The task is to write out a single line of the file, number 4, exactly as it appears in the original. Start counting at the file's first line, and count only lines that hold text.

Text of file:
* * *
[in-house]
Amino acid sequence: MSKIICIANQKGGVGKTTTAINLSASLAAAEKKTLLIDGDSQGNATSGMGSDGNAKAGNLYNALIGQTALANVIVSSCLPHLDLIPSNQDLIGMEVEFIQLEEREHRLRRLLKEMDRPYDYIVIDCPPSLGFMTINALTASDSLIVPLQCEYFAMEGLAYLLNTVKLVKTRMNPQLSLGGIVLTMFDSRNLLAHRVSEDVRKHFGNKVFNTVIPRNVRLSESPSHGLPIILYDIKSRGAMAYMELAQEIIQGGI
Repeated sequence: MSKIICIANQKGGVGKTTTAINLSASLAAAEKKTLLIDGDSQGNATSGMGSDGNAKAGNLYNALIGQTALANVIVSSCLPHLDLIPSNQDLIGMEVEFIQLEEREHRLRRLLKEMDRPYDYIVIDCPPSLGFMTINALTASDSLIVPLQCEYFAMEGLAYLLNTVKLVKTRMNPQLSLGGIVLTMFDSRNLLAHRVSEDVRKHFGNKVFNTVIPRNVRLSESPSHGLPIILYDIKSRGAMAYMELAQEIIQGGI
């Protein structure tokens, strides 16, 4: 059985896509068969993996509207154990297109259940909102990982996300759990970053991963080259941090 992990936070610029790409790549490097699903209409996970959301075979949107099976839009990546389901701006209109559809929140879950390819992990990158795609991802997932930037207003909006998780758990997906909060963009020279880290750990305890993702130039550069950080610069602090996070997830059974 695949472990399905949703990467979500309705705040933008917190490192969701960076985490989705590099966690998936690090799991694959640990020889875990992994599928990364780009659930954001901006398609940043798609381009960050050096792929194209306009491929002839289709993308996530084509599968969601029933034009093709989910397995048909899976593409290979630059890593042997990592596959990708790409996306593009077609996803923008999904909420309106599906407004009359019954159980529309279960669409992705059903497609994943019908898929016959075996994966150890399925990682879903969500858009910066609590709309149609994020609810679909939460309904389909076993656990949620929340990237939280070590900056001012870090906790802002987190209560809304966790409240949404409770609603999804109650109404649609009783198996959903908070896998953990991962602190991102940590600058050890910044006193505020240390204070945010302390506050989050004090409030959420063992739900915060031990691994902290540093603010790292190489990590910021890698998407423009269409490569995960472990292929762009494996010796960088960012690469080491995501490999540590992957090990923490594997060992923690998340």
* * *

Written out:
């Protein structure tokens, strides 16, 4: 059985896509068969993996509207154990297109259940909102990982996300759990970053991963080259941090 992990936070610029790409790549490097699903209409996970959301075979949107099976839009990546389901701006209109559809929140879950390819992990990158795609991802997932930037207003909006998780758990997906909060963009020279880290750990305890993702130039550069950080610069602090996070997830059974 695949472990399905949703990467979500309705705040933008917190490192969701960076985490989705590099966690998936690090799991694959640990020889875990992994599928990364780009659930954001901006398609940043798609381009960050050096792929194209306009491929002839289709993308996530084509599968969601029933034009093709989910397995048909899976593409290979630059890593042997990592596959990708790409996306593009077609996803923008999904909420309106599906407004009359019954159980529309279960669409992705059903497609994943019908898929016959075996994966150890399925990682879903969500858009910066609590709309149609994020609810679909939460309904389909076993656990949620929340990237939280070590900056001012870090906790802002987190209560809304966790409240949404409770609603999804109650109404649609009783198996959903908070896998953990991962602190991102940590600058050890910044006193505020240390204070945010302390506050989050004090409030959420063992739900915060031990691994902290540093603010790292190489990590910021890698998407423009269409490569995960472990292929762009494996010796960088960012690469080491995501490999540590992957090990923490594997060992923690998340």